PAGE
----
Summary: compatible nite element methods have been recently proposed as a flexible discretisation for the dynamical core of weather and climate models. This flexibility allows to use more general types of grids that avoid the parallel computing scalability bottlenecks associated with the latitude-longitude grid. They are currently being developed for a new dynamical core at the Met Offce, within the Gung Ho project. In this PhD project we investigate conservation properties of these discretisations, and approximate systems of equations that filter out sound waves, for example.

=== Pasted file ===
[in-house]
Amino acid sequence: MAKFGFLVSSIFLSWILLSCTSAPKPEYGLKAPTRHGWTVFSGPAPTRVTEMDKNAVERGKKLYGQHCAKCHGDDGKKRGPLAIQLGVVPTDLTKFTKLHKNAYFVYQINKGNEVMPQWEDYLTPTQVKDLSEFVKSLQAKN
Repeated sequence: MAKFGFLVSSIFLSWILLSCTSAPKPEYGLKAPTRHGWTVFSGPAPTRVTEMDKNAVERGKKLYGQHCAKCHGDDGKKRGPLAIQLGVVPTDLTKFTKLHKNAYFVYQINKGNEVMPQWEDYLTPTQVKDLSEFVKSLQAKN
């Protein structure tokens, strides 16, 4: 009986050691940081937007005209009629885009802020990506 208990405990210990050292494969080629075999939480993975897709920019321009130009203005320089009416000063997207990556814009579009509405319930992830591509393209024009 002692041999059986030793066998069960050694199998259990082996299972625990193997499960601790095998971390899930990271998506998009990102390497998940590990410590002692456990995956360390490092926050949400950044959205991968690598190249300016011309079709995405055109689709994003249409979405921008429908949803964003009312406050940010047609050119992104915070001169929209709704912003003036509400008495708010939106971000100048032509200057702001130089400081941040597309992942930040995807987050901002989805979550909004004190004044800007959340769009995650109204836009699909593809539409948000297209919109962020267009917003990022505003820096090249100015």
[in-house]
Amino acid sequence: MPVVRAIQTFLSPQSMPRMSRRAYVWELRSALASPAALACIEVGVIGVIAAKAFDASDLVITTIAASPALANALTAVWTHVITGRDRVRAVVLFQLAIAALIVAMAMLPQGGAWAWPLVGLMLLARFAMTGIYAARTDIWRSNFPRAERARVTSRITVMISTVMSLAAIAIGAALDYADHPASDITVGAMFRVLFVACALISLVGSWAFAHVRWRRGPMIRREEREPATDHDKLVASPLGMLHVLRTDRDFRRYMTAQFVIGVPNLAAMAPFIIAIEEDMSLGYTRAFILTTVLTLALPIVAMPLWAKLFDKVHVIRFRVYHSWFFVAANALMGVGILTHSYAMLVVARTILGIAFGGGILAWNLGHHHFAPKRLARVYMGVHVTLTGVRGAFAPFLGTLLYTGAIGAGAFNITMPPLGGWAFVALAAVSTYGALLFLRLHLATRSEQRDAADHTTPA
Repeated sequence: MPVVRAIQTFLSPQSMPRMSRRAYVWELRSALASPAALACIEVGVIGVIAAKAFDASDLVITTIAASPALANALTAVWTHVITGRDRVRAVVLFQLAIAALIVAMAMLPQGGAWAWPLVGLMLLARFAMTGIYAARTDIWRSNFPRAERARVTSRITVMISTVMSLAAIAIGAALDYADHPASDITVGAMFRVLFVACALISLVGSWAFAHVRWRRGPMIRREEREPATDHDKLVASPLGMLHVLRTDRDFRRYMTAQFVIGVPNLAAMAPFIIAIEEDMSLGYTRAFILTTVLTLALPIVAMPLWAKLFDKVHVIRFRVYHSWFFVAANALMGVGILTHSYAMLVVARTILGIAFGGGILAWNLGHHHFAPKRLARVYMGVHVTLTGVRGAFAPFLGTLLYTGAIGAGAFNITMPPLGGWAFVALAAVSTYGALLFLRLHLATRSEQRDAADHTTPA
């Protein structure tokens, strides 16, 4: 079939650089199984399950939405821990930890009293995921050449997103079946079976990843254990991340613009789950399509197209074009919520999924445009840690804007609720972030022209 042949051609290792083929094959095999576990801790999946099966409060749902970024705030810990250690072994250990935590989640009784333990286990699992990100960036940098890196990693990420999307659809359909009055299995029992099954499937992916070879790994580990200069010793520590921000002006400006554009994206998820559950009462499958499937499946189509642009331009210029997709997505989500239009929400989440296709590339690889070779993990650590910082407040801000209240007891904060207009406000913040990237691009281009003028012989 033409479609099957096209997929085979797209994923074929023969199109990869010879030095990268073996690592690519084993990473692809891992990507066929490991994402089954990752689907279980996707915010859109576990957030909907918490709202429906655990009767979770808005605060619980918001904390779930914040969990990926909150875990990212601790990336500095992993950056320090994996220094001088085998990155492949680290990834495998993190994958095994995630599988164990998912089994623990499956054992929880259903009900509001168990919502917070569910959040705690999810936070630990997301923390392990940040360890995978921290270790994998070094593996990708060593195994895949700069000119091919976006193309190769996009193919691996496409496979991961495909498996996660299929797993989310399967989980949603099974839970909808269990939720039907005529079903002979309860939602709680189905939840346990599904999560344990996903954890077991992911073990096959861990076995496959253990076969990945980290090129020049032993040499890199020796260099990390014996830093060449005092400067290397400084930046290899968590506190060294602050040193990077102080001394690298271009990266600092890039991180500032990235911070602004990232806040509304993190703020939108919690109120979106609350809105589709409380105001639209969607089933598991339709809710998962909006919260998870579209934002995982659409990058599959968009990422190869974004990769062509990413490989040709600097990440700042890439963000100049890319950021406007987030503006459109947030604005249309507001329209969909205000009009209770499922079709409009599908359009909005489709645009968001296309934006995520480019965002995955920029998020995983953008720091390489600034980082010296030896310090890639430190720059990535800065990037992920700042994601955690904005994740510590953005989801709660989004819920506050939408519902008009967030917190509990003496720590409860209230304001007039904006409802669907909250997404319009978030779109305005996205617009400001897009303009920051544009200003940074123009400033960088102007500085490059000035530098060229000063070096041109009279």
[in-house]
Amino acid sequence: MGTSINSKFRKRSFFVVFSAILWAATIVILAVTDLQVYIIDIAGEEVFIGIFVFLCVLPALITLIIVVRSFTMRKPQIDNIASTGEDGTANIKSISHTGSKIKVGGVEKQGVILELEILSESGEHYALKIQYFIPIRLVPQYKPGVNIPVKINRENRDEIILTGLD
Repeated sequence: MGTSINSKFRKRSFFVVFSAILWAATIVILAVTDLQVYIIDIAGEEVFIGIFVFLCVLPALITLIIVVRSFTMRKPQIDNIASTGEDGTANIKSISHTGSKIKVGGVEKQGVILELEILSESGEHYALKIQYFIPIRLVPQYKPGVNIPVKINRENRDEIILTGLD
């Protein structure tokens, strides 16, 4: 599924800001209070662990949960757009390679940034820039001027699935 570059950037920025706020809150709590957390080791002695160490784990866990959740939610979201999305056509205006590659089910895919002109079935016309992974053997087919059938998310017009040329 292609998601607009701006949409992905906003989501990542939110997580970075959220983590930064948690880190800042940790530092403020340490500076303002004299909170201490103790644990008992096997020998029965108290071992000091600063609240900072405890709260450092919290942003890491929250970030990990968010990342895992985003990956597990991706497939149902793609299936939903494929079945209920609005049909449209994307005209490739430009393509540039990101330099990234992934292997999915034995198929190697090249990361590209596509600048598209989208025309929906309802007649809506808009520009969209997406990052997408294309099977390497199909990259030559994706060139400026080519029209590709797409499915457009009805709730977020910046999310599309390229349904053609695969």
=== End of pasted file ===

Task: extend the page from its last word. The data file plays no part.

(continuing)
Supervisors: Sheehan Olver (Lead Supervisor, Department of Mathematics, Imperial College London) and Colin Cotter (Department of Mathematics, Imperial College London)
Summary of PhD project: The goal of this project is to investigate sparse spectral methods on triangulations of the sphere as an alternative to the spherical harmonics approach currently in use at the European Centre for Medium-range Weather Forecasts in their weather and climate model. The aim would be to preserve the predictive skill of the current approach whilst avoiding the parallel scalability bottleneck from the global spectral transform, which is expected to inhibit the future performance of the ECMWF model.

Supervisors: Danica Vukadinovic Greetham (Lead Supervisor, Department of Mathematics and Statistics, University of Reading), Claudia Neves (Department of Mathematics and Statistics, University of Reading)
Industrial Partner: Dr. Maciej Fila (Scottish and Southern Electricity Networks, Reading)